You do not have to be good.
You do not have to walk on your knees
For a hundred miles through the desert, repenting.
You only have to let the soft animal of your body
love what it loves.
Tell me about your despair, yours,
and I will tell you mine.
Meanwhile, the world goes on.
Meanwhile the sun
and the clear pebbles of the rain
are moving across the landscapes,
over the prairies and the deep trees,
the mountains and the rivers.
Meanwhile the wild geese,
high in the clean blue air,
are heading home again.
Whoever you are, no matter how lonely,
the world offers itself to your imagination,
calls to you like the wild geese, harsh and exciting
over and over announcing your place
in the family of things.
Up until a couple of years ago, my life was about hiding. Sharing only the pieces of my truth that I deemed ‘appropriate’ or ‘nice.’ I was entirely risk averse- the only thing I feared more than failure was success. If an opportunity that excited me came along I could easily list the 10,000 reasons it was not a good idea, why it wouldn’t work, why it would be fabulous for someone ELSE.
Bob. Weave. DUCK.
These past few years have been a season of huge change. The biggest change, perhaps, has been taking on things I was sure I could not do. Getting divorced. Falling in love again. Moving 3000 miles. Deciding to write professionally. Deciding to stop drinking. Launching my organization, Say It, Survivor, with my cousin Mary.
Perhaps most importantly, telling my story. Maybe not my WHOLE story, but a lot more of it. The dented, tarnished, broken bits and all.
My friend Kate is a rascal. She is a smart, talented, kind, ferocious, resilient woman who I adore- but she is a total troublemaker.
A while back, she sent me the link to the Wild Goose Festival’s 2016 application page. She said the theme was “Story” and that I should apply. Given the year I’d had, it was hard to argue with the fact that the theme was on point for me. I impulsively filled out the application because I KNEW I would never be chosen and I thought it would be a good opportunity to practice pitching myself as a speaker to bigger venues.
I’d never heard of Wild Goose until Glennon spoke there a few years back. At that time, I went to the website and learned it is a four-day spirit, justice, music, and arts festival. Um, OKAY. Those are like, ALL OF MY THINGS. I was crestfallen that I could not attend that year, but it became a bucket-list item. I swore I would go someday.
As it turns out, sweet friends, this July that day will come.
I got an email saying I’d been chosen as a speaker. They’d obviously not gotten the memo that this was a fantasy-realm exercise.
I was asked if I minded being paired up with someone else to present. Then they handed me the incomparable Rachael Clinton of the Allender Center on a silver platter. Um…no. No, I do not mind. Every time Rachael and I get off the phone I resist the urge to pinch myself. This woman is wise and brilliant and funny. And the other people speaking and presenting? My Favorite has issued a moratorium on me singing, “One of these things is not like the others, one of these things just DOESN’T BELONG….” every time I scroll through the contributors list.
I still do it in my head. I do what I want.
You all know what I believe about the power of story. Story is how we make sense of the world. Communities are built on stories, for better or for worse. We live out of our stories. We wear them. Story is how we connect to one another. When someone is vulnerable enough to lay their story down in front of you and you bear witness to it, it is a sacred exchange.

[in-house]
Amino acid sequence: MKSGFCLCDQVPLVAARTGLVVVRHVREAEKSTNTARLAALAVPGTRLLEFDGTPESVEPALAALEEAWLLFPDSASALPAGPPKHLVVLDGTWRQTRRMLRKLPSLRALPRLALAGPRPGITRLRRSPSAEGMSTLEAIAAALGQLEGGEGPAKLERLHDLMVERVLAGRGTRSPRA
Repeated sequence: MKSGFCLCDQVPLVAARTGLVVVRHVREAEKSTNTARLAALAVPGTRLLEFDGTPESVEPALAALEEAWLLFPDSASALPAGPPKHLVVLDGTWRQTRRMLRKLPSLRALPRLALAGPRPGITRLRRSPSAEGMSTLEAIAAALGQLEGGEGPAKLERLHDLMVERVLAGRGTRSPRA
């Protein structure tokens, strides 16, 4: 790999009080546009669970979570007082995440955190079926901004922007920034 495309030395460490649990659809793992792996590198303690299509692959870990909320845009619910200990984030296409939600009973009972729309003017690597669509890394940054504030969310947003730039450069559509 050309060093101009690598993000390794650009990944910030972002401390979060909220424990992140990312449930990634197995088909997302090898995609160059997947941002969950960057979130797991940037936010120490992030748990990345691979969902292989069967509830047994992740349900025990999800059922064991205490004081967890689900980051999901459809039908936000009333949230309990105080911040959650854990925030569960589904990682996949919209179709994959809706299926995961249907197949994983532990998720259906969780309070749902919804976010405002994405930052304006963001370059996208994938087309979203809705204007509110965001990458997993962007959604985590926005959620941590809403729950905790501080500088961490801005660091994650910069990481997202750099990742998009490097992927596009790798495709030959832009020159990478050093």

“Tell me about despair, yours, and I will tell you mine.”
That line from Mary Oliver’s poem- my favorite poem of all time- sums up the entire ‘He wrote it down‘ experience for me. I wrote my story down. I sent it out into the world, and one by one people began saying, “Me too.” “Here’s what happened.” “Listen to my story.”
With each comment and email I read, the vice-like grip my own story had on me loosened. With each story I read, I realized how very not alone I was. I recognized the lies in my story that I had adopted as inarguable truths and I crossed them out. I reframed my story, and I wrote a new ending. I reclaimed my story and told it on my terms. For the very first time, I owned my story, not the other way around.
That’s how it works.
The write-up of our session at Wild Goose is as follows:
Survivor Stories: Untangling the Narratives of Pain and Harm
Not one of us gets to escape suffering, so what do we do with the stories of heartache, betrayal, trauma and abuse that shape us? We are story-making creatures. When we have experiences that we struggle to understand, we fill in the murky parts. We make sense of our stories of heartache and trauma the way ancient civilizations made sense of the weather and natural disasters- with story. We may lack the whole picture, but it becomes true for us. The story we believe informs our identity, the way we move through the world, the people we bring into our lives, the power we give them, and the way we understand God and God’s story. Courageously and compassionately stepping into stories of pain and harm helps us re-narrate our stories, bringing deeper truth, healing, hope and connection with ourselves, each other and God.
If you are interested in attending, it is held in Hot Springs North Carolina from July 7th-10th. I do not yet know what day I will be presenting, but I will post it when I do. Just because I LOVE THIS COMMUNITY and because the organizers said we could, I am happy to report that I can offer you a 25% discount on tickets, simply go to this link and use the promotional code, BEMYGUEST
I don’t know, guys. This all seems a little crazy- but I’m done ducking.
It’s time to tell my story.